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The Theory Of Sound Which Constitutes The Physical Basis Of The Art Of Music.

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204 DEFECTS OF KEYED INSTRUMENTS. [X. § 110.
each Octave. Pure intonation in the 'natural' keys alone, i.e. those whose tonics are white notes on the board, demands, as has been seen, more than twice this number of available sounds; and many more still, if the keys with tonics on the black notes are to be included. Perfect tuning in all the keys being entirely out of the question, a compromise of some kind is the only possible course. Thus we may tune a single key, say C, perfectly; in which case most of the other keys will be so out of tune as to be unbearable. Or again, we may distribute the errors over certain often-used keys, and accumu­late them in others which are of less frequent oc­currence.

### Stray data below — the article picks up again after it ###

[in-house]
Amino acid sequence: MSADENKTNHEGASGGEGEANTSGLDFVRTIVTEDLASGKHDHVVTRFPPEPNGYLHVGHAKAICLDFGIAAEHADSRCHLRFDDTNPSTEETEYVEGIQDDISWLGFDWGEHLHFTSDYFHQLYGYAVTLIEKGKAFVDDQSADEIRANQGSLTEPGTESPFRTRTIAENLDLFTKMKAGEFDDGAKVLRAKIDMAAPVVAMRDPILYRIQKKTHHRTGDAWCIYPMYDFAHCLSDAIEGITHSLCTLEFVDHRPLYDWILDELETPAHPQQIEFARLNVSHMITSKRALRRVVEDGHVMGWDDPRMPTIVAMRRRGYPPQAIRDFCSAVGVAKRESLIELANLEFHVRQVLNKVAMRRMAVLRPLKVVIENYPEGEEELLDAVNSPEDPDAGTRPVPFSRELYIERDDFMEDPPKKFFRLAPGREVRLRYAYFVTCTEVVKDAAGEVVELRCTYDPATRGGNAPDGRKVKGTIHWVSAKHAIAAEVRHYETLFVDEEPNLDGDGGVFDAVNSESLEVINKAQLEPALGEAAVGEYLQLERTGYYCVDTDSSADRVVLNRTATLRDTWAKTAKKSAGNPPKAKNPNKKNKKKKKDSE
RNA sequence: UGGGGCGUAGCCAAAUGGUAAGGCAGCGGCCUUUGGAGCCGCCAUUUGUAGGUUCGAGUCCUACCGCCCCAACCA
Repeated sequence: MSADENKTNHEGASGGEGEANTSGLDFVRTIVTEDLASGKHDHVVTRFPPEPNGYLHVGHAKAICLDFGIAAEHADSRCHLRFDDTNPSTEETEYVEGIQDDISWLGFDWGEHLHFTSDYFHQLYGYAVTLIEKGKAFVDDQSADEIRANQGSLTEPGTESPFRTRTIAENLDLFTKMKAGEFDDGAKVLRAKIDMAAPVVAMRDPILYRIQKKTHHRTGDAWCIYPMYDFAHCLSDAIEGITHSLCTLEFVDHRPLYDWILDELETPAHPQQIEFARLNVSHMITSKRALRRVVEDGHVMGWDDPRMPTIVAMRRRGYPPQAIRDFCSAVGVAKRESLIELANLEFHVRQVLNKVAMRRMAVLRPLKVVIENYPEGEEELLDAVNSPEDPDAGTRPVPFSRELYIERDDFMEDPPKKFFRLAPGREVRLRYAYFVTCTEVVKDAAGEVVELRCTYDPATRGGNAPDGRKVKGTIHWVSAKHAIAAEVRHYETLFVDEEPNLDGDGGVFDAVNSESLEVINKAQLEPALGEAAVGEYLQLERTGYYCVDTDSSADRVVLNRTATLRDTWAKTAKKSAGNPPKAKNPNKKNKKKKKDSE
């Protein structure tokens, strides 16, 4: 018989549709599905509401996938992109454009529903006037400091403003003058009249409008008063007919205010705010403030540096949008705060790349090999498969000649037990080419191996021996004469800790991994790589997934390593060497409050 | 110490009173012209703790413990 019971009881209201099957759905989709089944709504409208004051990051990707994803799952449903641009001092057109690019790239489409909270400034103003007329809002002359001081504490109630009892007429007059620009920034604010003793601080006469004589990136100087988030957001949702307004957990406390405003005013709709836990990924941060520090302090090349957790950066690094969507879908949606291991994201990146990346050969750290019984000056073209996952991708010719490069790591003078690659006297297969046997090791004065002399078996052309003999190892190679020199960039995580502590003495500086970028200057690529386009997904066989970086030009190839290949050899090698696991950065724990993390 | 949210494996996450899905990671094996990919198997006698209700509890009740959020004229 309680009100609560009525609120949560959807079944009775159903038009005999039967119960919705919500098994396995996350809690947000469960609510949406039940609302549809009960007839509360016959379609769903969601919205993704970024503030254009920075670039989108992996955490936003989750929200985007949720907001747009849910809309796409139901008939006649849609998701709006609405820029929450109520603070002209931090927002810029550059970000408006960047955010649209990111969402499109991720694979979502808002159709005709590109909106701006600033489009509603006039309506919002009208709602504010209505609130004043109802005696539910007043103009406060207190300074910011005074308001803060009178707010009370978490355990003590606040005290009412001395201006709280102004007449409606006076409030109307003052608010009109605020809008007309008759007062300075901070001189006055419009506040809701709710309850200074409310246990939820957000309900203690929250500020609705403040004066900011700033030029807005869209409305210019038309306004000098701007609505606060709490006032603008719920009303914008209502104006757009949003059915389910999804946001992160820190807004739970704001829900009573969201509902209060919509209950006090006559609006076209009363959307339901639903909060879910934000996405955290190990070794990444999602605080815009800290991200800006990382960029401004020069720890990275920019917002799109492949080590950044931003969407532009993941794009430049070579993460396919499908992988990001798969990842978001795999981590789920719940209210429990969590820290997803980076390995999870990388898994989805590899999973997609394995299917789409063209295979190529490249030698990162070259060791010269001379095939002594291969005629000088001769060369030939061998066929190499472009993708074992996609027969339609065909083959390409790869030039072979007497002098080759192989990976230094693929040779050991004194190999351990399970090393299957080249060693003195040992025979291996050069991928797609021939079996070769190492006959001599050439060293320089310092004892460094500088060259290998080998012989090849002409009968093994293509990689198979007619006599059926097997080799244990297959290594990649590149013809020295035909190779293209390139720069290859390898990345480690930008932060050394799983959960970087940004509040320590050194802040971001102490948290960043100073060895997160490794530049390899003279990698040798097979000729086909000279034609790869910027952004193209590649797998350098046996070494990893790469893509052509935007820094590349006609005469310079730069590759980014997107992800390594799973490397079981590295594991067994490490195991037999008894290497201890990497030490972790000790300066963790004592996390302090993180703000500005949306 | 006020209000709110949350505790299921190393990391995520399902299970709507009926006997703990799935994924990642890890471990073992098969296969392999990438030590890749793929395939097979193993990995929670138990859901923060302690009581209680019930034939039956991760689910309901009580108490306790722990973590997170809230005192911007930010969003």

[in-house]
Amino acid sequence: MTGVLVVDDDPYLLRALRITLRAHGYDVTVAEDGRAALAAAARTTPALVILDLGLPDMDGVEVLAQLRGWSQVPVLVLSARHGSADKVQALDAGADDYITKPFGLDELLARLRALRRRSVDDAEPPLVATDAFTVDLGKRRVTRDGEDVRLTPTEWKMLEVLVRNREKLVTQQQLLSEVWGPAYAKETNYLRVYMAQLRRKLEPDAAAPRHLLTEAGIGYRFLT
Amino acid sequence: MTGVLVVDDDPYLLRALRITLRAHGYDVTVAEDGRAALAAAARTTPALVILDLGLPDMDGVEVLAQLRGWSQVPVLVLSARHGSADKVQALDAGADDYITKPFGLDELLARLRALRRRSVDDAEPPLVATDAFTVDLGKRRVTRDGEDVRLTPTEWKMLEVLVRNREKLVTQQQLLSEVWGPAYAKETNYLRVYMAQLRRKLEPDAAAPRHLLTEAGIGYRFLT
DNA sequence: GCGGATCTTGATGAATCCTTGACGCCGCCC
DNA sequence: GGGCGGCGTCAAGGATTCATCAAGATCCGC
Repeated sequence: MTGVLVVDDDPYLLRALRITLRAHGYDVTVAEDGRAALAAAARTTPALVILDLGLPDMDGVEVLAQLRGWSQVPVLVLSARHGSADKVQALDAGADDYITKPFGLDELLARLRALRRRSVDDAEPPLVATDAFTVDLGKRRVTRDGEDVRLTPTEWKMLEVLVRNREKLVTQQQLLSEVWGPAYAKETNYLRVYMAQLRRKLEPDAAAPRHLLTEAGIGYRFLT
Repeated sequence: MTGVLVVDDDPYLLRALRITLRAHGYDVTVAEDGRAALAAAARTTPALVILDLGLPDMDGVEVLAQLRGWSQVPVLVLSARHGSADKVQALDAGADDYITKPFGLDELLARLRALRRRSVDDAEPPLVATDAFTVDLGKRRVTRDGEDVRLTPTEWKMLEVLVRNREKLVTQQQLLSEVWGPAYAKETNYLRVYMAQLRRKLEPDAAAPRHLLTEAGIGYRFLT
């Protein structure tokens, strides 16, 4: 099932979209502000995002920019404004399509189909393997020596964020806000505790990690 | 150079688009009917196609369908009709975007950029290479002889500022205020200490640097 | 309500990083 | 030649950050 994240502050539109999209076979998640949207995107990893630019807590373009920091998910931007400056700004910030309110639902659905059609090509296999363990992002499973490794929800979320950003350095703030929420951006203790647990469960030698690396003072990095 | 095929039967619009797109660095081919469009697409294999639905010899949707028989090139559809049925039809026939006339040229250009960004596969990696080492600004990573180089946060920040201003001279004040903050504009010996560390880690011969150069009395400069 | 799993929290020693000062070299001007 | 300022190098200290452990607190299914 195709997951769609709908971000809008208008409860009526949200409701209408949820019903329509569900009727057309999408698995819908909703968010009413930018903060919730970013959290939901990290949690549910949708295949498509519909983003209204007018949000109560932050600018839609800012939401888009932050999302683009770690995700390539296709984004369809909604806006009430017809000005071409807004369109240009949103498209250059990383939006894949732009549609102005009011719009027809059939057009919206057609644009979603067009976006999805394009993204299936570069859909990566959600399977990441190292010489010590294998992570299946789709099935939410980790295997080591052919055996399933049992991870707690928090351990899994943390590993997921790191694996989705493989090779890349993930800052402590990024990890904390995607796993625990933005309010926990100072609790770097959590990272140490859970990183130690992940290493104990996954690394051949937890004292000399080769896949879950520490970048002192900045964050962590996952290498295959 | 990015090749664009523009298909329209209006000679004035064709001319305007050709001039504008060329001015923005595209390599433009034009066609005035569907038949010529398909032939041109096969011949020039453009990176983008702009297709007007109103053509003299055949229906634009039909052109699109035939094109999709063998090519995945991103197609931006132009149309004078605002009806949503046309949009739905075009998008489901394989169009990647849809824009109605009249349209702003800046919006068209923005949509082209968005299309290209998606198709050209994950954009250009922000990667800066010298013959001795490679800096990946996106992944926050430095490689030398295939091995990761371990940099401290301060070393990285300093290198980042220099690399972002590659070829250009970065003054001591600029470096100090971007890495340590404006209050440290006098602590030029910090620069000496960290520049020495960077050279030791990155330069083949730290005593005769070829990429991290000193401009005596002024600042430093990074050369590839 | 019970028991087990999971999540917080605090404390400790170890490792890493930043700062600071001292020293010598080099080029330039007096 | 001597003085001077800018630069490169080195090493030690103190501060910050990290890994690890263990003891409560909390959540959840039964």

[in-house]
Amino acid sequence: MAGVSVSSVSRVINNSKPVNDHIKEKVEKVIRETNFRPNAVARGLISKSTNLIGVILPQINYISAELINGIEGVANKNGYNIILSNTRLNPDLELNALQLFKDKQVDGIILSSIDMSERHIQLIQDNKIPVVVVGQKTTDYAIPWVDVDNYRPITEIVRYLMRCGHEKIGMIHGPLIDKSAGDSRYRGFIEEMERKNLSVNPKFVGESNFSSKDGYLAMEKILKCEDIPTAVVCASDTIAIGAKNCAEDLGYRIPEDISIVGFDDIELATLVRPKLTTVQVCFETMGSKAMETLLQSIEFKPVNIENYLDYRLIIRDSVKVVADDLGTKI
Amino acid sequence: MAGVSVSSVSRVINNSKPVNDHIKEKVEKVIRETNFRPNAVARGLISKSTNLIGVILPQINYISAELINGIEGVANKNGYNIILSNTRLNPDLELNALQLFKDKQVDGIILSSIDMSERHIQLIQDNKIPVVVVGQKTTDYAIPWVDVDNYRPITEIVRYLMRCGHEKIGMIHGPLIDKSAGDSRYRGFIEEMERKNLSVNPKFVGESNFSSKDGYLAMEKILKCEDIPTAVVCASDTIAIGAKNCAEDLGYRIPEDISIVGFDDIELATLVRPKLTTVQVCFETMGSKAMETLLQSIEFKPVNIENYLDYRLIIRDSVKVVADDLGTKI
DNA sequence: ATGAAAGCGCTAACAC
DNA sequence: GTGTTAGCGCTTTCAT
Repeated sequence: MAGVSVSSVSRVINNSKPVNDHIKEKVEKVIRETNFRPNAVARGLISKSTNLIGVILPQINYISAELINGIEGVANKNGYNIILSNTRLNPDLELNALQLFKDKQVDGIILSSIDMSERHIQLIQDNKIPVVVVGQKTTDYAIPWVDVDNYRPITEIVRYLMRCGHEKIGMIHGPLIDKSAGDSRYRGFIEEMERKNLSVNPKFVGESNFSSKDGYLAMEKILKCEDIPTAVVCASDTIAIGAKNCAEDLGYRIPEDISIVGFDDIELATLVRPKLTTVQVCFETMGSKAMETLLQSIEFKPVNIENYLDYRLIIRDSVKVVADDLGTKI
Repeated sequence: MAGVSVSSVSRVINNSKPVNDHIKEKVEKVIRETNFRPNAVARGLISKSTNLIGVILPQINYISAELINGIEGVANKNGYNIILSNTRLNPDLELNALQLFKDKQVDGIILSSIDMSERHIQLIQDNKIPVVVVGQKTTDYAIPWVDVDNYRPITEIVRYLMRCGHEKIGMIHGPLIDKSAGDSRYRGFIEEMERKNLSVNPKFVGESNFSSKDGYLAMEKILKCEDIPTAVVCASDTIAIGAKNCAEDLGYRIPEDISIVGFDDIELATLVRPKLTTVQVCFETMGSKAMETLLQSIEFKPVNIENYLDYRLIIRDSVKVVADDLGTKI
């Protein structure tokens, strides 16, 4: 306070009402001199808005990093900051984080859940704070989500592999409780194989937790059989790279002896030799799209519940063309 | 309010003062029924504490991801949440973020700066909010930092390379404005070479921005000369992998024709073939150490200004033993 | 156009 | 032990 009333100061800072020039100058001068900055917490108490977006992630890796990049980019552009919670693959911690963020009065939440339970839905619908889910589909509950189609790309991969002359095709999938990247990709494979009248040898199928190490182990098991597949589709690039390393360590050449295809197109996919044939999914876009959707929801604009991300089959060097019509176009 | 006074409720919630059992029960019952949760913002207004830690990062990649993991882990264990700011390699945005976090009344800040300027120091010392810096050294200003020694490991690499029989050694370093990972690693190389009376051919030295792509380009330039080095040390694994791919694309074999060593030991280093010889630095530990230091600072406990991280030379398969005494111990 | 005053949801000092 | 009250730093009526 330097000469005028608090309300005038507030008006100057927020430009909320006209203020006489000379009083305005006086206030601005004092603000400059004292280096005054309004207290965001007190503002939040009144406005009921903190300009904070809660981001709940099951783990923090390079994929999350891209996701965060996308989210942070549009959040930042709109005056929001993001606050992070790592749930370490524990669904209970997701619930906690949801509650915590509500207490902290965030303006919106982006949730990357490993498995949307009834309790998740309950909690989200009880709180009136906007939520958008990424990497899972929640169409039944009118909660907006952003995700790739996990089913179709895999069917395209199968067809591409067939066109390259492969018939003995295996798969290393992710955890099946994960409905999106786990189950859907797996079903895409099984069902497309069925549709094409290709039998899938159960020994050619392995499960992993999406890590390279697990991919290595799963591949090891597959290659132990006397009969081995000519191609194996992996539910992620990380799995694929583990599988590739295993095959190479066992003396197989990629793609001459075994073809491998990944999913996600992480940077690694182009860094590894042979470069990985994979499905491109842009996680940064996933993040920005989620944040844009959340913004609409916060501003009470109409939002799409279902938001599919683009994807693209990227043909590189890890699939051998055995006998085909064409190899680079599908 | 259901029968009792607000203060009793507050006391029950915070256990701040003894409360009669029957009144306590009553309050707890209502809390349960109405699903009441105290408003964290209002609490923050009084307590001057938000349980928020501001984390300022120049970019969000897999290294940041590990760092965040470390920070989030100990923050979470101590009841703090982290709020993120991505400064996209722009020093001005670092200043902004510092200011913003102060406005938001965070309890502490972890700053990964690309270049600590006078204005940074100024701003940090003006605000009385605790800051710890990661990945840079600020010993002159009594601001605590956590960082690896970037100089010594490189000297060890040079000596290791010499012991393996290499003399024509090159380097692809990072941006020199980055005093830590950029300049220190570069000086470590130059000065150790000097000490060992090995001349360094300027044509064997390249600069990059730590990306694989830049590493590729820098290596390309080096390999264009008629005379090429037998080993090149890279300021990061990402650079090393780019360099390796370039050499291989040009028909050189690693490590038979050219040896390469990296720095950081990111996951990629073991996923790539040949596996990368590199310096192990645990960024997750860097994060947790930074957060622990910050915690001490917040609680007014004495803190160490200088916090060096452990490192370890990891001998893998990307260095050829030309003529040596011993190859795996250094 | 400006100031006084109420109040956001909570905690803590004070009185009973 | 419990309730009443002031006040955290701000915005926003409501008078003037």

Expedients of this kind are described as modes of 'tempering,' and the system adopted in tuning any particular instrument is called its 'temperament.' A vast number of different methods of tempering have been proposed and tried during the history of the organ and pianoforte.
110. That which has at last been almost univer­sally adopted is the system of equal temperament. It consists in dividing each Octave into twelve pre­cisely equal intervals. Each of these intervals is called a semi-Tone, and any two of them together a Tone or whole Tone.
The Octave of which C, 264, is the lowest note,
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